And so I get to the end of the first volume of the Penguin Modern Poets! I’ve been ruminating as I read about the best way to approach writing about the books, and I don’t really intend to get into heavy poetic analysis, as I’m not really qualified to do that. Instead, I think I’ll just give a personal response to each poet and pick out some of my favourites to give a flavour of the books. So here goes volume 1!
Penguin opened the series with some big-name poets: Lawrence Durrell (1912-1990) is of course known for his fictions and his books about Mediterranean islands, and I’m not actually sure if I knew he wrote poetry as well; Elizabeth Jennings (1926-2001) is a poet I *was* aware of – I think I studied her at school, though I can’t actually recall which poems; and finally R.S. Thomas (1913-2000), a Welsh bard whose work I’m very familiar with, as I already own many of his books and love his verse! All would have been well-known at the time of publication, though I suspect that Thomas is possibly the name that readers would know nowadays as a poet.
So, to start with Durrell. Not surprisingly, his poetic style is quite dense and allusive, much like his prose work, and the subject matter is often set around myths and legends and islands. If I’m honest I didn’t always pick up all the allusions (particularly the classical ones) but some poems were very powerful despite this – “J’Est un Autre” with its hints of strangers following you in Budapest was particularly memorable. However, some of the wordplay lost me, and I think I’d prefer to stick with Durrell as a prose stylist rather than a poet.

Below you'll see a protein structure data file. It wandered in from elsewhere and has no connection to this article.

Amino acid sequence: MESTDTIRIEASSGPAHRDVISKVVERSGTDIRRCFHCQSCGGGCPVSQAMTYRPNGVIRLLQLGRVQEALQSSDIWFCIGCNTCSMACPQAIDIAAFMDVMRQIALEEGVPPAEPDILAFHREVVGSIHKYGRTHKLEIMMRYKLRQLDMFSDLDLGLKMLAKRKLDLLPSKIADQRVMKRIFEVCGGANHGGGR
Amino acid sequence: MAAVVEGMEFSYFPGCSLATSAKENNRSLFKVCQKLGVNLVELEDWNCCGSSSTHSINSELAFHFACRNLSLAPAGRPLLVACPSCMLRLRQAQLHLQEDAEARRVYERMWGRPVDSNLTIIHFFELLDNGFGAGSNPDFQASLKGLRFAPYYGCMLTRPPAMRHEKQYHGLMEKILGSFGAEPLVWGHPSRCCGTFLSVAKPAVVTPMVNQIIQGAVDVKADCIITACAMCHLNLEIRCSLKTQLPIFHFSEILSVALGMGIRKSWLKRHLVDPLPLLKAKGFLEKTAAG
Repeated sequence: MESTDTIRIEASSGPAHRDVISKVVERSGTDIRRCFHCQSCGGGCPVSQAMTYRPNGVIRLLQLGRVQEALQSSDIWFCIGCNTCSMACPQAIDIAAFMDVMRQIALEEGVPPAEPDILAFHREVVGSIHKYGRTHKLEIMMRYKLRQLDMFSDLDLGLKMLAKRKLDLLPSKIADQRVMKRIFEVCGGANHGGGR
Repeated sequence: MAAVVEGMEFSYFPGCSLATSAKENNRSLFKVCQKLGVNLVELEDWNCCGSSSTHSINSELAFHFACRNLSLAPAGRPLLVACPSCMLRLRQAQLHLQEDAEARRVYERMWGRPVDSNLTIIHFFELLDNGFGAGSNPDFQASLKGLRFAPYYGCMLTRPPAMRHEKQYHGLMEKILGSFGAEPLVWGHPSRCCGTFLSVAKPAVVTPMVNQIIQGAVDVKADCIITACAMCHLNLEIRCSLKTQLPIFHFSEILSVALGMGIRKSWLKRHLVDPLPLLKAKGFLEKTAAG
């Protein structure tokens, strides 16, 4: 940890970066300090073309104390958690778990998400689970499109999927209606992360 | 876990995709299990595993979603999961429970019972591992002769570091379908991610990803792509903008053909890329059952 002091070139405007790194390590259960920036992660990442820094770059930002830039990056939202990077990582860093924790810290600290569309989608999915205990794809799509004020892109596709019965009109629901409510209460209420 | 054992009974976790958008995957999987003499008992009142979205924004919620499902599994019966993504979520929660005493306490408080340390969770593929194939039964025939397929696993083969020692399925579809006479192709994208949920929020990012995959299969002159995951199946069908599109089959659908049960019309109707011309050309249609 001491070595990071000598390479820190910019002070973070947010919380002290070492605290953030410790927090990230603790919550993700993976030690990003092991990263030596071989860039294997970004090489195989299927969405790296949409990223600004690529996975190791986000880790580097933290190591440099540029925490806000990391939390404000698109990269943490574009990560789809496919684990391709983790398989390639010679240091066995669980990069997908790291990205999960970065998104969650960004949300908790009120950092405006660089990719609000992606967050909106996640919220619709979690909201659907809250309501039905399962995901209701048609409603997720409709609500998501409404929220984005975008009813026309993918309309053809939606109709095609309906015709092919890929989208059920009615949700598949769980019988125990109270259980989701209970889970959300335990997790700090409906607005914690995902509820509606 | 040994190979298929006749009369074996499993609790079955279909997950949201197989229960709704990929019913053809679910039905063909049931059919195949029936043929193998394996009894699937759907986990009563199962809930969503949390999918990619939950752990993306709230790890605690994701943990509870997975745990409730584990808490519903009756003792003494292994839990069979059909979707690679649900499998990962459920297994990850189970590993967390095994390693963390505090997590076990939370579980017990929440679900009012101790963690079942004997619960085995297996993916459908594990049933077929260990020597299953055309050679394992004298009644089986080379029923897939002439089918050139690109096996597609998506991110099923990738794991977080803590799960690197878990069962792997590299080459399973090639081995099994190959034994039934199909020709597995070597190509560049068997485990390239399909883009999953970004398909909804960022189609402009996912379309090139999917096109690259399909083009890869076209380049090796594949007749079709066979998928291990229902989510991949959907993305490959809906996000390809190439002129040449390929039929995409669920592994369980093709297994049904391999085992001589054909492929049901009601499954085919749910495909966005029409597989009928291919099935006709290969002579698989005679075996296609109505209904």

Jennings had a much more straightforward style, but I was surprised to find that I didn’t recognise any of her works at all – not even a glimmer of familiarity. Her style is more personal, dealing directly with subjects like death and old age, family heritage and fear. Perhaps this is more traditionally what would be thought to be a woman’s subject matter, although that argument would quickly be subverted by either Plath or Sexton. Jennings’ poems are also studded with religious imagery and pretty consistently downbeat. “Ghosts” was probably my favourite, a pithy little verse about how events left undone cause a house to be haunted.
And finally to R.S. Thomas – now, there was an intriguing man! Notoriously reclusive and difficult, particularly during the latter part of his lifetime, he was an Anglican priest who was also a poet. Brought up an English speaker, he taught himself Welsh and became quite a militant supporter of the tongue, though he learned the language too late to use it in his poetry. His works are in the main about Welsh people, landscape and nature and they’re remarkably powerful. He wasn’t afraid to say what he thought and to criticise his country and fellow countrymen and women if he felt it was justified. Towards the end of his life he allowed some personal influence into his poems, and some of those written after the death of his wife, Mildred “Elsi” Eldridge, are remarkably moving.
The personal poems came later than this volume, where the verse is mainly concerned with Wales and its fate. “An Old Man” and “The Village” were two of my favourites, but I think the one I liked best, and will share with you here, is “Welsh Landscape” – my favourite in the book, I think.
So my first reading of the Penguin Modern Poets has been stimulating and rewarding. All of the poets have their strengths, though Thomas is obviously my favourite, and I’m looking forward to volume 2 very much.
Welsh Landscape by R.S. Thomas
To live in Wales is to be conscious
At dusk of the spilled blood.
That went into the making of the wild sky,
Dyeing the immaculate rivers
In all their courses.
It is to be aware,
Above the noisy tractor
And hum of the machine
Of strife in the strung woods,
Vibrant with sped arrows.
You cannot live in the present,
At least not in Wales.
There is the language for instance,
The soft consonants
Strange to the ear.
There are cries in the dark at night
As owls answer the moon,
And thick ambush of shadows,
Hushed at the fields’ corners.
There is no present in Wales,
And no future;
There is only the past,
Brittle with relics,
Wind-bitten towers and castles
With sham ghosts;
Mouldering quarries and mines;
And an impotent people,
Sick with inbreeding,
Worrying the carcase of an old song.